Both the buyer and seller of a property need to go through the conveyancing process to complete a real estate transaction. This helps ensure that the title of a property is legally transferred and that all loose ends are tied up. However, conveyancing is slightly different when you are buying a property in comparison to when you are the seller. You will have slightly different rights and obligations when purchasing a home, which it’s important to be aware of.
Many buyers find that it’s easier to purchase a home using the services of professionals. If you’re selling your home at the same time, you’ll want to have a licensed real estate agent to walk you through this process. In addition to working with a real estate agent, it’s also helpful to use the services of a professional conveyancer or solicitor. They can help ensure that all of the following obligations are met as you buy a new property.
(A good real estate agent will have professional connections with conveyancers and conveyancing solicitors, you can compare local real estate agents at LocalAgentFinder to find the best agent for your needs.)
Documents a Purchaser is Responsible For:
Two of the most important documents in the conveyancing process are the Vendor’s Statement and Contract of Sale. These are prepared by the vendor. However, the purchaser will also have several documents that they must pull together in order to complete the real estate transaction.
One of the first types of documents the purchaser is responsible for are the Transfer documents. These help ensure that all the fine details are correct, so that all pertinent information is included in the Certificate of Title. These details could include the manner of holding of a property, such as what percentage each party will be holding if more than one purchaser is involved. In most cases, your conveyancer or solicitor will prepare these documents for you. You can then review them before signing the documents, which are then sent along to the vendor for safekeeping until settlement.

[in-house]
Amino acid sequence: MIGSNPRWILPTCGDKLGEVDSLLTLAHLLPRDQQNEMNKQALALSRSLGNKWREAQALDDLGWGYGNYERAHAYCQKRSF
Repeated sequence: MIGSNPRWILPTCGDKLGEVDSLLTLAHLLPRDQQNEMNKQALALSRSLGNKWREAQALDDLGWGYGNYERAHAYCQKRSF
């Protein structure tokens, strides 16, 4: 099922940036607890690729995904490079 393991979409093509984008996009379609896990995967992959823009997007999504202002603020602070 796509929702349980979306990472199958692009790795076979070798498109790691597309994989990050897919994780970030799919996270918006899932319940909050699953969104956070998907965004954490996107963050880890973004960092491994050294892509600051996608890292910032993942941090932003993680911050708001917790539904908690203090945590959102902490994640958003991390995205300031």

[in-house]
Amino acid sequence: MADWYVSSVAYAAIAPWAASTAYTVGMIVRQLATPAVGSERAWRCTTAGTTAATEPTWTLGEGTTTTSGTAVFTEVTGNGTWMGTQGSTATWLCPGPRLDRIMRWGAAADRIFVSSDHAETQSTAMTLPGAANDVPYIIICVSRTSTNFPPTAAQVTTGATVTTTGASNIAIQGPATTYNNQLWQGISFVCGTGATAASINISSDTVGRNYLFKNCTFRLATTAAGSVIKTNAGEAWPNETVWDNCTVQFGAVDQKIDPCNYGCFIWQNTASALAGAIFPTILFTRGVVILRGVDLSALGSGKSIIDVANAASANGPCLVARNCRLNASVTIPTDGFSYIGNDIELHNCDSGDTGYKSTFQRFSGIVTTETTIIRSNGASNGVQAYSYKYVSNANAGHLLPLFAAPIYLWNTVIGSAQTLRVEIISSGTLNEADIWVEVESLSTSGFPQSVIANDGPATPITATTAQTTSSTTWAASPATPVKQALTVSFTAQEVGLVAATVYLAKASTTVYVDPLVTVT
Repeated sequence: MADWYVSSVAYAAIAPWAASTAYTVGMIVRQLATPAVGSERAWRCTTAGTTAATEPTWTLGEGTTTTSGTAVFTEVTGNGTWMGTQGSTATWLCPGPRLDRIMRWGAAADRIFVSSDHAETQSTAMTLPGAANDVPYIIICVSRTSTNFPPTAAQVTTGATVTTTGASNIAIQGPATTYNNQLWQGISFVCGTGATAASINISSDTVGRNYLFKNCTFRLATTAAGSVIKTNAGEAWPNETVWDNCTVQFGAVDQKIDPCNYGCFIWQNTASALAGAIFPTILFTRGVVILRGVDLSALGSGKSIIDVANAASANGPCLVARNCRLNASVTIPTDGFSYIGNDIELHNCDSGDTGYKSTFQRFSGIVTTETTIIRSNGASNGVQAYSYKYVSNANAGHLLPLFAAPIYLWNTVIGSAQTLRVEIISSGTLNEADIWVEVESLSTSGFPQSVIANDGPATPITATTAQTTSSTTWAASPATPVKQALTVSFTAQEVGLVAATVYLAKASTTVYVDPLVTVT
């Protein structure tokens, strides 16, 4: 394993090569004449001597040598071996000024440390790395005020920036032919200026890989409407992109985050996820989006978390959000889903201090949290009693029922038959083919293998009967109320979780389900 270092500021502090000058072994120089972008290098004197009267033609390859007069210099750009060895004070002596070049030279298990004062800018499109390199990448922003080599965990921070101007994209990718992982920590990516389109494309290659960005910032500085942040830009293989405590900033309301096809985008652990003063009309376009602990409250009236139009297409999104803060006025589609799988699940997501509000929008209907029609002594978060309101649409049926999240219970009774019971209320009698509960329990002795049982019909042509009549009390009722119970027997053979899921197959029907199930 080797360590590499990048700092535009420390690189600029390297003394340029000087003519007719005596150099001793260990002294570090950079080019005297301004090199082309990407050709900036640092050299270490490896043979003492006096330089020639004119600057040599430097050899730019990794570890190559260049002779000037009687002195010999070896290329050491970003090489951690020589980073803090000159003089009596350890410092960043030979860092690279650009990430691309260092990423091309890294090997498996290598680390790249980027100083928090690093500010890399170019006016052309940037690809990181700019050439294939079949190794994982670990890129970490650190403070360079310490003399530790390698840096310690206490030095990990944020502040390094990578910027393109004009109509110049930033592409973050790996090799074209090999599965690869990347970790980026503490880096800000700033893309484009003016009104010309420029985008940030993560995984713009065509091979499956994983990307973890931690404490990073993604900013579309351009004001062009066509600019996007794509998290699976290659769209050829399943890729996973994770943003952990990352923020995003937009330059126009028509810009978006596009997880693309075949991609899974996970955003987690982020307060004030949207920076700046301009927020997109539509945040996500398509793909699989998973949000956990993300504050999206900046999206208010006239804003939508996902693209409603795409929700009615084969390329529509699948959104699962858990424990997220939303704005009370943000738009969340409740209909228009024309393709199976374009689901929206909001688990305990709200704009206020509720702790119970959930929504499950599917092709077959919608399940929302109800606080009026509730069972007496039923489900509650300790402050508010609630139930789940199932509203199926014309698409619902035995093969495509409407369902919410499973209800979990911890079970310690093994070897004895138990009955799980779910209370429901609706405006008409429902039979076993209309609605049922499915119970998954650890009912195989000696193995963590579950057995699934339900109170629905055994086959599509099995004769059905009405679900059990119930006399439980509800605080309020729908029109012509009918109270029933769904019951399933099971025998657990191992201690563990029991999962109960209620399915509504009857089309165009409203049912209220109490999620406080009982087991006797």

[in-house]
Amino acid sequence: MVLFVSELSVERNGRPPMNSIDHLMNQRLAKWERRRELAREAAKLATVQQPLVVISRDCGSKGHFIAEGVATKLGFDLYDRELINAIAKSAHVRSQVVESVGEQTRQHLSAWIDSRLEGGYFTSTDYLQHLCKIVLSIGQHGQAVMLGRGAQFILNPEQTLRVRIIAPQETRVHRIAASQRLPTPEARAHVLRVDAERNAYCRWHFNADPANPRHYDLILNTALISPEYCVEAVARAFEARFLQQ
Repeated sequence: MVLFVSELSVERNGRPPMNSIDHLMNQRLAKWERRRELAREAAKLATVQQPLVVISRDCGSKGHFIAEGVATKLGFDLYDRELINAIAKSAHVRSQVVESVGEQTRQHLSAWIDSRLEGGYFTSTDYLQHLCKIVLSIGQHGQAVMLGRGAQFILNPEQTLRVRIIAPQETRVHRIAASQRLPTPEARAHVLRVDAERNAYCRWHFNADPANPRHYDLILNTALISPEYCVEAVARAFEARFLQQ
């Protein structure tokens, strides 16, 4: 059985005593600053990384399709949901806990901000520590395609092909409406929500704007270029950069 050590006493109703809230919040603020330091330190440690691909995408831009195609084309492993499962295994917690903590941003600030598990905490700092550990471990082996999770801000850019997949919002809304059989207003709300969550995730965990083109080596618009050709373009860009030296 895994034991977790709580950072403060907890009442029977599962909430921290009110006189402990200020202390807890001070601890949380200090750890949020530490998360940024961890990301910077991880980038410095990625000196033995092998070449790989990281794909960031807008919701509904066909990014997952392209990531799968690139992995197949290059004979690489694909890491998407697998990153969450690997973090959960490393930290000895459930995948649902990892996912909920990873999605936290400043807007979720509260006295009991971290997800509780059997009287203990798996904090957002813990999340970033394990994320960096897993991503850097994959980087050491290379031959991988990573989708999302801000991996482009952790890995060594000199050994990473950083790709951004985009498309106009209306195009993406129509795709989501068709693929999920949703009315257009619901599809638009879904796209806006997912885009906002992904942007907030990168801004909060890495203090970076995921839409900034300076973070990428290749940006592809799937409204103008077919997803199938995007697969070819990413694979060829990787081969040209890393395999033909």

Further documents to consider include the Statement of Adjustments as well as the Settlement Statement. These documents include details of any adjustments that are made for the purchase. Typical adjustments could include water rates, council rates, body corporate fees, or other fees incurred by the purchased property. As with the Transfer documents, these statements will be prepared by your solicitor or conveyancer. After completion, they are also submitted to the vendor for verification. If there are no problems with the calculation of adjustments, the vendor will provide your conveyancer or solicitor with the appropriate cheque details to help complete the settlement.
In addition to preparing these documents, there are other tasks that a purchaser may be interested in as part of completing the conveyancing process. This includes conducting searches on the property. Although the vendor conducts these checks as part of preparation for the Vendor’s Statement, your conveyancer or solicitor may not wish to rely solely on this information. It’s a good idea to conduct your own searches to ensure that all of the information included is correct. The type of searches that will be conducted are up to you and your conveyancer or solicitor. You may decide that you don’t need to conduct the full set of searches, but rather focus on important details such as title searches. If the vendor has neglected to include relevant certificates pertaining to council or water rates, the purchaser may need to order these searches.